Home Testing

Thermal Imaging Testing

Our Home Testing services include Thermal imaging tests that can be used as part of an overall residential or commercial inspection, or as a tool to detect larger issues. It is a non-invasive technology that enables Först Consulting Group to detect and report on issues that cannot be observed with the human eye, such those hidden behind walls.

Thermal Imaging can indicate:

  • Damaged, wet or missing insulation
  • Heat loss
  • Moisture intrusion behind walls or stucco
  • Hidden roof leaks
  • Hot spots with electrical faults or overloaded circuits
  • Overheating equipment
  • Plumbing leaks in HVAC or other systems
  • Broken window seals
  • Draft sources
  • Chimney flue leaks
  • Pest infestations

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Symptoms to look for include: indications of mold, condensation around switch plates, heat escaping through an attic, leaks or drafts.

Thermal Imaging Procedure

A special lens in Först’s  thermal imaging camera scans objects and walls to create a very detailed temperature pattern called a thermogram that appears in the display as various colors, indicating areas of heat or cold and potential anomalies or variations in temperatures. This provides an accurate point of reference to locate problems.

Thermal Imaging Data Reports

Först Consulting Group interprets thermogram indications and incorporates them into a complete report of findings, along with digital images, recommendations on remediation methods and potential repair costs.

Since findings are often critical, thermal imaging testing should be conducted with an experienced inspector such as Först Consulting Group. Not every inspector has the advanced equipment or knowledge necessary to provide a complete and accurate report.

Noise Testing

Noise issues between multi-family housing units or excessive exterior noise can make living conditions miserable. But the average homeowner may not know how to verify there is a problem on their own.

Often, noise issues are caused by failure to meet minimum code requirements during construction or by the use of less-than-substantial materials. Thin walls, lack of insulation, or sub-par building materials may be to blame. Excessive noise levels can be indicated between units or from mechanical equipment.

Acceptable noise levels are set by jurisdiction, with each maintaining specific bylaws and procedures for noise level testing. Noise testing must be performed for a specified number of minutes by certain parameters and conditions. Even the time of day comes into play when generating evidence.

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Noise Level Testing Procedures

Using specialized equipment called a noise level meter, and meeting all jurisdictional testing guidelines, Först Consulting Group will establish a baseline noise level.

From this baseline, we then generate a noise report. Based on our findings, we will provide expert advice on how to proceed in building a case of proof against the construction contractor in order to seek correction of the noise problem.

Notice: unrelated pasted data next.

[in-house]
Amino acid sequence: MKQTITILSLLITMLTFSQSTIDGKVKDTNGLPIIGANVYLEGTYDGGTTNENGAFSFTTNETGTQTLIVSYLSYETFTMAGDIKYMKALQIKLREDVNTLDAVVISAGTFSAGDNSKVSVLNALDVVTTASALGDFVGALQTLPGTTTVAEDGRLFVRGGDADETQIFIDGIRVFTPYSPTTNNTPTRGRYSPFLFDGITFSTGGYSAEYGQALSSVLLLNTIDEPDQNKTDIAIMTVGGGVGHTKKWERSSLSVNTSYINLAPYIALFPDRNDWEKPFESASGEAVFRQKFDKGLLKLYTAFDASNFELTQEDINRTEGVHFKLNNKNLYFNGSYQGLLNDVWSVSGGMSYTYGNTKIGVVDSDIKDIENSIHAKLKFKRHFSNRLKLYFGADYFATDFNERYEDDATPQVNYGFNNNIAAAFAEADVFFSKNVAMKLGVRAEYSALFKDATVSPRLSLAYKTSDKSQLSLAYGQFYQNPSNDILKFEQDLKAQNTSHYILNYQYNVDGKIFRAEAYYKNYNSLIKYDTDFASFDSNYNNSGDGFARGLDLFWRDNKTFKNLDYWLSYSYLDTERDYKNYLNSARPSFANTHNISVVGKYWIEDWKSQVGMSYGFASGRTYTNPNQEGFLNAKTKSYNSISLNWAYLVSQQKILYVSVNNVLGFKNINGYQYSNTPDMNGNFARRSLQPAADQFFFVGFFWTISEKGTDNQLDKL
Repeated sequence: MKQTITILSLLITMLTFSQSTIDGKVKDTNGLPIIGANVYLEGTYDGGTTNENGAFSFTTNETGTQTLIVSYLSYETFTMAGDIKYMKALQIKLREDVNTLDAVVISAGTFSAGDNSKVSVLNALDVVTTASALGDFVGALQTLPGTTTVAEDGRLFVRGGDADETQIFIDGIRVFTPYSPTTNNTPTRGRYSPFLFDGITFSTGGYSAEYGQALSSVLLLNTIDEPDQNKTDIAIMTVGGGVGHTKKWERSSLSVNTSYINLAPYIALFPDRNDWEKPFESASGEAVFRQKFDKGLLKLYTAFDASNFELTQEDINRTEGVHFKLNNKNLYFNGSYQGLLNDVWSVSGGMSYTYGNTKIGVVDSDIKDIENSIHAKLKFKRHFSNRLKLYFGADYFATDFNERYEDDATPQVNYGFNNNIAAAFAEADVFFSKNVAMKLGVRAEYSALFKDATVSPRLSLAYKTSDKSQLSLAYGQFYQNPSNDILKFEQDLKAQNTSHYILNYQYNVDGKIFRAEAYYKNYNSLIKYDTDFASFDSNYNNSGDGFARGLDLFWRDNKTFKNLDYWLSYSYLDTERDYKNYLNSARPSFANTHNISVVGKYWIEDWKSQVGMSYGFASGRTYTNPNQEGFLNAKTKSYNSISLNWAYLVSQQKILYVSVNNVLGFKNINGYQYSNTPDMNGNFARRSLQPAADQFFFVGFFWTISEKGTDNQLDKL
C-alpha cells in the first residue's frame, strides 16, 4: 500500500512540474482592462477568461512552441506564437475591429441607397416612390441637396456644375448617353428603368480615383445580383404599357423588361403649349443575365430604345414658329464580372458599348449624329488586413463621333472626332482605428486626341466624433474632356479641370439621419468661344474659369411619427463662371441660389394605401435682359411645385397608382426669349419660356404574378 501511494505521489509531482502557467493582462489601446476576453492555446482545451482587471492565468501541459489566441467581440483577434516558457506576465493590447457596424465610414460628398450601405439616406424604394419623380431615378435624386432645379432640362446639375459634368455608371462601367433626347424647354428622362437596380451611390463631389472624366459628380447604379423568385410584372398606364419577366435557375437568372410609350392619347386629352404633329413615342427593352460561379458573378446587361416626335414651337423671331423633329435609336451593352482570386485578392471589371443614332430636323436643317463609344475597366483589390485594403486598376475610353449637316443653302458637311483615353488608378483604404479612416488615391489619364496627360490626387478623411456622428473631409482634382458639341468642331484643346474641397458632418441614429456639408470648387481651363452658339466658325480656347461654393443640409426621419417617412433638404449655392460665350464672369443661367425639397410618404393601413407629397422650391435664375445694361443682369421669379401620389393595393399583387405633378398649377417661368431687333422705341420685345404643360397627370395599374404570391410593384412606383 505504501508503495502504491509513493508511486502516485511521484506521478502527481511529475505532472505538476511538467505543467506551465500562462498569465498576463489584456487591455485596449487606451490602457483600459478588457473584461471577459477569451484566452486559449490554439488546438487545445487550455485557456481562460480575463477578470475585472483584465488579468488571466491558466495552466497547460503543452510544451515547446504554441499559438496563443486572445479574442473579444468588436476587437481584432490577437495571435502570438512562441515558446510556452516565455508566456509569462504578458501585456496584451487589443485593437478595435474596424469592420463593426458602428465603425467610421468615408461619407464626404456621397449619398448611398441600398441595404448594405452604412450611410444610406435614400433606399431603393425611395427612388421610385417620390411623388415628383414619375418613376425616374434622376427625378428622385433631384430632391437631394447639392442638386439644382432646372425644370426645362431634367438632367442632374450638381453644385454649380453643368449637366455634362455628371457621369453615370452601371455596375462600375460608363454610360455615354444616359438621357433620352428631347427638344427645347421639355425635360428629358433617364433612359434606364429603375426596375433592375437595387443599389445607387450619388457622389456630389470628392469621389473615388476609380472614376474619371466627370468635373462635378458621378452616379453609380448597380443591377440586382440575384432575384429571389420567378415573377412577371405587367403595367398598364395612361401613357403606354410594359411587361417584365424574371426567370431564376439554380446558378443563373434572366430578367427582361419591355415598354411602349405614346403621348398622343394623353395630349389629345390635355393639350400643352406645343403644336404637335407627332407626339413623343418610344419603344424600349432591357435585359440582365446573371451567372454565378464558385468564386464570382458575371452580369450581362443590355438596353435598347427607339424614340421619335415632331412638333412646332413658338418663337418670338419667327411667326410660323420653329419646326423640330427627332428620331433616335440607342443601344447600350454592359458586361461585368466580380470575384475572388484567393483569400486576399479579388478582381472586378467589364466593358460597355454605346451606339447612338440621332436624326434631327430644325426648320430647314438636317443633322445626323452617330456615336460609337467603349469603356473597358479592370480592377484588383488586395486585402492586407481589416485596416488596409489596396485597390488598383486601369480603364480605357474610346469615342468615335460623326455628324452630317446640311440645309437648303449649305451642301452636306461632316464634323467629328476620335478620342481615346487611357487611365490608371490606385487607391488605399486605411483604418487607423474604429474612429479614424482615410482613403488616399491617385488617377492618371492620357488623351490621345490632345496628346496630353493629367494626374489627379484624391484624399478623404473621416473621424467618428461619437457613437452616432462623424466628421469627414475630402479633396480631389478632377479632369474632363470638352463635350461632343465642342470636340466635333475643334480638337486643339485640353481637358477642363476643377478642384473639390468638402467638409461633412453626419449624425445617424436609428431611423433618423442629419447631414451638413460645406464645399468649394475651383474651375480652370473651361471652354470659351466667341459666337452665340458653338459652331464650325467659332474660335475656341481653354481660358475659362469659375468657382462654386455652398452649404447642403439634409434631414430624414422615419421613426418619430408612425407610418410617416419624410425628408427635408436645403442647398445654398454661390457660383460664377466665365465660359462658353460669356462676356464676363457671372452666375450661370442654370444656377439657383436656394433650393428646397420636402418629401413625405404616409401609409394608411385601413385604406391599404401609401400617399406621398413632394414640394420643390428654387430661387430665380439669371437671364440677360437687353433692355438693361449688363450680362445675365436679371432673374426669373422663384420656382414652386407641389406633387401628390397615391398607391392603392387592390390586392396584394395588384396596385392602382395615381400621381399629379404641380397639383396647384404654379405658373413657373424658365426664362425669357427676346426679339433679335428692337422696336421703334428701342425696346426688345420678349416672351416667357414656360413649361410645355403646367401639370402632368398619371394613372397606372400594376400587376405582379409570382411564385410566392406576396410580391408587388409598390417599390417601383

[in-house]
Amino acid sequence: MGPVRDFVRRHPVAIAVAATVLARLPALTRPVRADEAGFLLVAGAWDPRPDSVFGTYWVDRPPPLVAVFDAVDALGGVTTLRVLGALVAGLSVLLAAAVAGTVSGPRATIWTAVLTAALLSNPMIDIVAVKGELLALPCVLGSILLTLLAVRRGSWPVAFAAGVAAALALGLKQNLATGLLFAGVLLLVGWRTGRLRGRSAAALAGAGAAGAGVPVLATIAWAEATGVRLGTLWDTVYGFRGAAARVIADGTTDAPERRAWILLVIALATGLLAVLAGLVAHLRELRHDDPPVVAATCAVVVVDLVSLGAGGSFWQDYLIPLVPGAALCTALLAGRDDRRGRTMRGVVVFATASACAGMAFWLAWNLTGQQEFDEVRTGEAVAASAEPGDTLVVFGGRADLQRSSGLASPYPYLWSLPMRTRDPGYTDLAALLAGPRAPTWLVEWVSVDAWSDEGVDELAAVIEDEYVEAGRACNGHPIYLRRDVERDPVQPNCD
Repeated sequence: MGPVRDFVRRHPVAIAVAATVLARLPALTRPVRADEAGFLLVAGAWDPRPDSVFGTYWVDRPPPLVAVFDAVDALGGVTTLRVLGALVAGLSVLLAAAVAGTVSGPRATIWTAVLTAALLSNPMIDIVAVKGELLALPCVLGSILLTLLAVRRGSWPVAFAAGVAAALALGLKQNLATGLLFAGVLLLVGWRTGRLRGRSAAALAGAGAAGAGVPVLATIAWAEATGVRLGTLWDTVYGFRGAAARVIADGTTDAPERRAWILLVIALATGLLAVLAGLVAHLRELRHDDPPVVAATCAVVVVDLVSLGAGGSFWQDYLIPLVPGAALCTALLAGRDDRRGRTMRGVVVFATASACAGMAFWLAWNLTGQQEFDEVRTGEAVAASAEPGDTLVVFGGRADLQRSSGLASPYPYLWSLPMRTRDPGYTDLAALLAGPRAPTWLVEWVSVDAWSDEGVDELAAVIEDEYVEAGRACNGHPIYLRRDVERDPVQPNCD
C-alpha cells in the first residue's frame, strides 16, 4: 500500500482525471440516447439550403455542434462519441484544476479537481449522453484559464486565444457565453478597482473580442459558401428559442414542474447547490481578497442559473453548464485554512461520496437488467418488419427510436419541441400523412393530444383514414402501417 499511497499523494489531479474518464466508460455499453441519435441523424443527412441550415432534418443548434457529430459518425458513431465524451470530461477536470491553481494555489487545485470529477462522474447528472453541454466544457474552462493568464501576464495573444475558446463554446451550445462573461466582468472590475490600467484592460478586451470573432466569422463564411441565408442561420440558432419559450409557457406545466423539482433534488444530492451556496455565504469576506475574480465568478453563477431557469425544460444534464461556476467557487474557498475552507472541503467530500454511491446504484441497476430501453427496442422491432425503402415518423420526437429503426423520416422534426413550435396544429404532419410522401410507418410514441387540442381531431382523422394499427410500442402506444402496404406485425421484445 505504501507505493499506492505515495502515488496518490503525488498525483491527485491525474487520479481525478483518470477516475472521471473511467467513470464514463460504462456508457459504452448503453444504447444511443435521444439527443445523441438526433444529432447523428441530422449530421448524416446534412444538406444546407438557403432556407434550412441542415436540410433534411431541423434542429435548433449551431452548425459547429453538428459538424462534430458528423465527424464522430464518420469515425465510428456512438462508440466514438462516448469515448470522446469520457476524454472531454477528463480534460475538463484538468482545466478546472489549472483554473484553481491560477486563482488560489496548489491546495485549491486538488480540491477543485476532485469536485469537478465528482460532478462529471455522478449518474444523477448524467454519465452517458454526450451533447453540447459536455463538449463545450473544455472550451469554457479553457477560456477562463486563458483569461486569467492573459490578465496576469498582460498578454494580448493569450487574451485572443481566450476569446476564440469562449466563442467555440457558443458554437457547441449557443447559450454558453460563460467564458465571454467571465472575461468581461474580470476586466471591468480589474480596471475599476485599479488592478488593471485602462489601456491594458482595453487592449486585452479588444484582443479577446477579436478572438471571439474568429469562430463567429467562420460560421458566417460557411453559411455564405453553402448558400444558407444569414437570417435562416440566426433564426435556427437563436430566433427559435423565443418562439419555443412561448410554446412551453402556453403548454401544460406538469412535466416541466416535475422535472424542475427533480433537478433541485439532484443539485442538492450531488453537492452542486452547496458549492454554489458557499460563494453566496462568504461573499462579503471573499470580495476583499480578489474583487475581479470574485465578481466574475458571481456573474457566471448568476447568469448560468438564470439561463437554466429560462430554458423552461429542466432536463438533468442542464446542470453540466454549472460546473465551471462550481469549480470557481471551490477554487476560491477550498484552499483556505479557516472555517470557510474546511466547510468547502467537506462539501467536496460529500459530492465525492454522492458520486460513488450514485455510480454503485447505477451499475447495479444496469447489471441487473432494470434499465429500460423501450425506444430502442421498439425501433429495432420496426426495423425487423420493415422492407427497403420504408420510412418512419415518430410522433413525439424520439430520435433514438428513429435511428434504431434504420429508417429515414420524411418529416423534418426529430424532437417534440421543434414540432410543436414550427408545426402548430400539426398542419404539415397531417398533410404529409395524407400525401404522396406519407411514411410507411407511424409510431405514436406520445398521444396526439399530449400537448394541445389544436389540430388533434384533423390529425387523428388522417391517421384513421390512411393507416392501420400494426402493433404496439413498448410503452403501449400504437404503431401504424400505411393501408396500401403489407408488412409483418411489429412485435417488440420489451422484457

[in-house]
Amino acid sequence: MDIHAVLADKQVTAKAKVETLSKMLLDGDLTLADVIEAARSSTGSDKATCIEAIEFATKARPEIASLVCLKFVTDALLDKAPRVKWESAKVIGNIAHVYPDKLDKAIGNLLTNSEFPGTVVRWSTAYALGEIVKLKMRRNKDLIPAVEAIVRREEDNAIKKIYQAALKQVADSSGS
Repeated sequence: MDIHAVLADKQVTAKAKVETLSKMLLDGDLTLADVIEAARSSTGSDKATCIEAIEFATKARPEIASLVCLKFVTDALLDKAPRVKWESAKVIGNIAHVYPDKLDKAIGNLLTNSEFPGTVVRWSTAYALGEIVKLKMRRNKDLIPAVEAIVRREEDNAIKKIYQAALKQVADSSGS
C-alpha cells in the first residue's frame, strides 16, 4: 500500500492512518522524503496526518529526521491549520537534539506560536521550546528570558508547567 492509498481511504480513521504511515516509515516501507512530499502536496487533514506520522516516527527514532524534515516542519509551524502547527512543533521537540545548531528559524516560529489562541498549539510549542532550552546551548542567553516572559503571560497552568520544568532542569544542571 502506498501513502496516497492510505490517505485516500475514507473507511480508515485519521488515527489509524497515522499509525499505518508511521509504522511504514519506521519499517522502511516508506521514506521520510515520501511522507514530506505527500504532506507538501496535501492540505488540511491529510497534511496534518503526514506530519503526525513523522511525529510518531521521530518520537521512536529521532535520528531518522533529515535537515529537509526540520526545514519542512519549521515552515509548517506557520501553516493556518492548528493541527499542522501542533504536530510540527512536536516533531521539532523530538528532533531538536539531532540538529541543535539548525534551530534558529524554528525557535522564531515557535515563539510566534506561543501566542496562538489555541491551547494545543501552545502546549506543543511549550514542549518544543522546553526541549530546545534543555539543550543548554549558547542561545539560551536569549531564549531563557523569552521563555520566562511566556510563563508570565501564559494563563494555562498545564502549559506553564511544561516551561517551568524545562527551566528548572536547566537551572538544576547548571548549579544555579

Radon Testing

Radon is always present and is totally undetectable: you cannot see it, smell it or taste it. Yet it can cause extreme health problems if undetected. The Environmental Protection Agency (EPA) sets the guideline for acceptable levels of radon at less than 4 pCi/L. Levels reporting higher than 4 must be addressed.

What is Radon?

According to the EPA, radon is a naturally-occurring radioactive gas created from the natural breakdown of uranium. Emanating from the ground, radon can penetrate most building materials including concrete block, mortar, tar paper, sheetrock, wood paneling and most insulations, and enter a home through cracks and openings in the foundation. It most often enters the human body via inhalation and ingestion.

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Radon has been shown to cause cancer through long-term exposure. In fact, the U.S. Surgeon General’s Office estimates that up to 20,000 deaths from lung cancer are caused each year by radon, and it is the second leading cause of lung cancer, especially if those within the home are smokers.

When Should I Get a Radon Test?

Radon testing should be conducted when changing residences, building a new home, or on an average of every 10 years in an existing home (more frequently if your home is in a high-radon region).

View map of EPA radon zones throughout the U.S.

The EPA recommends that houses be tested for radon prior to sale, however, radon testing is not always included as part of the overall home inspection. It must be requested separately, as through Först Consulting Group. Homeowners can also test their home for radon prior to listing their home for sale. This report can be included in the whole house disclosure form listed with your Realtor.

Radon Testing Procedures

Homes are typically closed up for a period of 12 hours prior to radon testing, except for normal traffic through outside doors, with all heating and cooling systems operating normally. The radon testing equipment is set up within the home for either short-term or long-term testing; short-term tests are performed when results are needed quickly. Radon is always present, but its levels fluctuate, which is why a longer-term test may be recommended to obtain a more accurate reading.

Typically, Först Consulting Group installs its radon testing equipment for 24 hours. The equipment is then removed and a radon report is generated. Our equipment is Bluetooth-capable and reports can be transferred wirelessly to your telephone or computer.

If higher-than-recommended levels of radar are detected in your home, Först Consulting Group will consult on methods to mitigate the radon levels and maintain a healthy environment for your family.

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